6. M. Butterfly (1993)
David Cronenberg fans must wake in the night, furious and confused over why their collection must continually be one movie shy of completion. Sure, it's not everyone's favorite, and it doesn't have much in the way of horror, violence or gore, but it's Cronenberg, for Pete's sake! While we're at it, let's have a new version of Crash that contains the lost commentary track Cronenberg recorded for the laserdisc release.
7. Out 1 (1971)
French New Wave veteran Jacques Rivette's 12 hour-and-40 minute masterpiece showed in New York last year. My pal Dave Fear caught it, much to my supreme jealousy, and said it was very much worth the effort. I've always been attracted to Rivette's serene, lengthy, haunted films (Celine and Julie Go Boating, La Belle Noiseuse), and a DVD of this one would be a major coup. Come to think of it, how about a release of the director's cut of Va Savoir (2001), while we're at it?
8. Rossellini/Bergman Box Set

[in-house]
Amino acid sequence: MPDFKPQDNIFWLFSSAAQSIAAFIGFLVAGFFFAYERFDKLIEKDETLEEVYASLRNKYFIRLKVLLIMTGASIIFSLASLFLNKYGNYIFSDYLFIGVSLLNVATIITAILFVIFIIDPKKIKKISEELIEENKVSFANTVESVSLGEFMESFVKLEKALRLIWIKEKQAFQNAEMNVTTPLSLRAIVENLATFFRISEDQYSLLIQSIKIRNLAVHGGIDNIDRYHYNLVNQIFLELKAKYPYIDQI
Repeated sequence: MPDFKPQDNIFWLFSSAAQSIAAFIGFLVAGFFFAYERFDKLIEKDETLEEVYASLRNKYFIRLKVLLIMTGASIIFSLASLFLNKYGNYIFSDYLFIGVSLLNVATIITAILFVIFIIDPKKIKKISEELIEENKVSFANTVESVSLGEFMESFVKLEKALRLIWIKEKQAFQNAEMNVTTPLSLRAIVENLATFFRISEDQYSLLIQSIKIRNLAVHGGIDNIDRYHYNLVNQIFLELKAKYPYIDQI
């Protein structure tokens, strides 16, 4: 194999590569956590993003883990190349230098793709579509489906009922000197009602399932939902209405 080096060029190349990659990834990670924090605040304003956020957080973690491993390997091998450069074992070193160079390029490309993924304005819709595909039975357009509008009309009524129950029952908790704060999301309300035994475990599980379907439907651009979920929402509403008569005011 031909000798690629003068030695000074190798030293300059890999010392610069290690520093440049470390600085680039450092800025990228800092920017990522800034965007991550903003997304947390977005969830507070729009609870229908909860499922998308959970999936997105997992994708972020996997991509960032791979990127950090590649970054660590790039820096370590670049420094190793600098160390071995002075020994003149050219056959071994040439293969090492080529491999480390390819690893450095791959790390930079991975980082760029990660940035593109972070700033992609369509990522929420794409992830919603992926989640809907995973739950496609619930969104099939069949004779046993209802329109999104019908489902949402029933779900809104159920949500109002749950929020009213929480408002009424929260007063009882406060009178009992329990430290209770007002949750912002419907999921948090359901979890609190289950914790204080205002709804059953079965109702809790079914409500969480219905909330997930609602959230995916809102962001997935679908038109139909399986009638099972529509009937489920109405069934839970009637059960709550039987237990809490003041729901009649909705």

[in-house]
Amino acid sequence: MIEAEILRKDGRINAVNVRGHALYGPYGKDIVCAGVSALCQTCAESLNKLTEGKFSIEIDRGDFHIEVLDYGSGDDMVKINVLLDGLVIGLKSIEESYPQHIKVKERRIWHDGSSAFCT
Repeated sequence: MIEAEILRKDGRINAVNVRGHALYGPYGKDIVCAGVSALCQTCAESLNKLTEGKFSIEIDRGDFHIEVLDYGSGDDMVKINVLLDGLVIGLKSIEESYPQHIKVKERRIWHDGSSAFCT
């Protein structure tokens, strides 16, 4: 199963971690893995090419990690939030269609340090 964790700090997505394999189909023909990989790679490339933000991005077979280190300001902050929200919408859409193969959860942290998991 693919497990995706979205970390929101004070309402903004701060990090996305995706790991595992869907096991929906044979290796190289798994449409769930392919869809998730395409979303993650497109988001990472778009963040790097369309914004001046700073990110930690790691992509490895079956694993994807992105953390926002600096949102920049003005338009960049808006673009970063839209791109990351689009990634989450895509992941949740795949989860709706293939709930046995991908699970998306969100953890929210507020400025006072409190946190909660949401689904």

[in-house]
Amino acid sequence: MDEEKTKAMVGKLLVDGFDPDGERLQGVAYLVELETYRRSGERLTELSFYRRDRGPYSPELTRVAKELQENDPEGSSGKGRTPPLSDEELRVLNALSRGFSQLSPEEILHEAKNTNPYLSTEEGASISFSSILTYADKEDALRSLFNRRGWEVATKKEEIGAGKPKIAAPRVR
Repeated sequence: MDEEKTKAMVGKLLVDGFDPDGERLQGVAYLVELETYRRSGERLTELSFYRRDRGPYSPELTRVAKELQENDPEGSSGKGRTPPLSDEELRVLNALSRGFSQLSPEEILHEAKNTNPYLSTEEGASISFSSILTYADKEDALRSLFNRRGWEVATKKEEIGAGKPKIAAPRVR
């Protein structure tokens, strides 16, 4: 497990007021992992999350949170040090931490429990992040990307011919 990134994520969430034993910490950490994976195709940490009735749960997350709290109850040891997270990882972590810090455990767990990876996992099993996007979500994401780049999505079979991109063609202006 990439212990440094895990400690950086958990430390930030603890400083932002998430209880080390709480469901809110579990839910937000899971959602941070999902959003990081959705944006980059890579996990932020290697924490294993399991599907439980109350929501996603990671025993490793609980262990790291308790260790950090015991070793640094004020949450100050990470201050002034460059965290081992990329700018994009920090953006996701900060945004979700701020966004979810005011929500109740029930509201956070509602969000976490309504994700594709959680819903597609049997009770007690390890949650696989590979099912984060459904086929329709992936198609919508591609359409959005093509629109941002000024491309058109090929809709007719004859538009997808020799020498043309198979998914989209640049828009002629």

I guess Americans were pretty upset when Ingrid Bergman left her husband and child and went to Italy to marry the famous Roberto Rossellini, but is that any reason to keep these films from DVD? It's been fifty years! The box set would include the essential Voyage in Italy (1954) as well as Europa '51 (1952), Joan of Arc (1954), La Paura (1954), Stromboli (1950) and, as a bonus feature, their short segment from Siamo donne (1953).
9. Bresson Box Set 10. Trust (1991)
The Criterion Collection and New Yorker have released eight of Robert Bresson's fourteen films in the U.S. Maybe a box set from Criterion's new Eclipse wing could fill in the blanks? The titles would include Angels of the Streets (1943), Trial of Joan of Arc (1962, currently available as an import), A Gentle Creature (1969), Four Nights of a Dreamer (1971), The Devil Probably (1977, currently on VHS) and the short film Les Affaires Publiques (1934).
Some DVDs just fall through the cracks. This is a fairly recent, fairly popular American comedy -- directed by Hal Hartley and starring the wonderful, late Adrienne Shelly (Waitress) -- that has just been surprisingly overlooked for no particular reason. When Waitress opened, I tried to make it my DVD of the week on my website, and was surprised when I found there wasn't one!
10. Trust (1991)